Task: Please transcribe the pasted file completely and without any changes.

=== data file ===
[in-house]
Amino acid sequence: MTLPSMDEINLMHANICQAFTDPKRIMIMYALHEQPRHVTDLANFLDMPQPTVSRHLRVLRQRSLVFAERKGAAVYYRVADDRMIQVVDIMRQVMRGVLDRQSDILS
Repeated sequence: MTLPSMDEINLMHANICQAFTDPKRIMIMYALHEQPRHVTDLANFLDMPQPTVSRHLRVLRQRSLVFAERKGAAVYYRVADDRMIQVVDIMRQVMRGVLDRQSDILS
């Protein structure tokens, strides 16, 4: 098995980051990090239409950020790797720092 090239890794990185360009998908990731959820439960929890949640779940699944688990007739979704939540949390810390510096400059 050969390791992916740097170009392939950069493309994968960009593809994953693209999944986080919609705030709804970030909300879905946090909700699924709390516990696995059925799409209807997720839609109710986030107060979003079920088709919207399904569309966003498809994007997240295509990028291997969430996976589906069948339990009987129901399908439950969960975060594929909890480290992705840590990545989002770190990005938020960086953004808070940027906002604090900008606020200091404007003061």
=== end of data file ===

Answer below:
[in-house]
Amino acid sequence: MTLPSMDEINLMHANICQAFTDPKRIMIMYALHEQPRHVTDLANFLDMPQPTVSRHLRVLRQRSLVFAERKGAAVYYRVADDRMIQVVDIMRQVMRGVLDRQSDILS
Repeated sequence: MTLPSMDEINLMHANICQAFTDPKRIMIMYALHEQPRHVTDLANFLDMPQPTVSRHLRVLRQRSLVFAERKGAAVYYRVADDRMIQVVDIMRQVMRGVLDRQSDILS
């Protein structure tokens, strides 16, 4: 098995980051990090239409950020790797720092 090239890794990185360009998908990731959820439960929890949640779940699944688990007739979704939540949390810390510096400059 050969390791992916740097170009392939950069493309994968960009593809994953693209999944986080919609705030709804970030909300879905946090909700699924709390516990696995059925799409209807997720839609109710986030107060979003079920088709919207399904569309966003498809994007997240295509990028291997969430996976589906069948339990009987129901399908439950969960975060594929909890480290992705840590990545989002770190990005938020960086953004808070940027906002604090900008606020200091404007003061």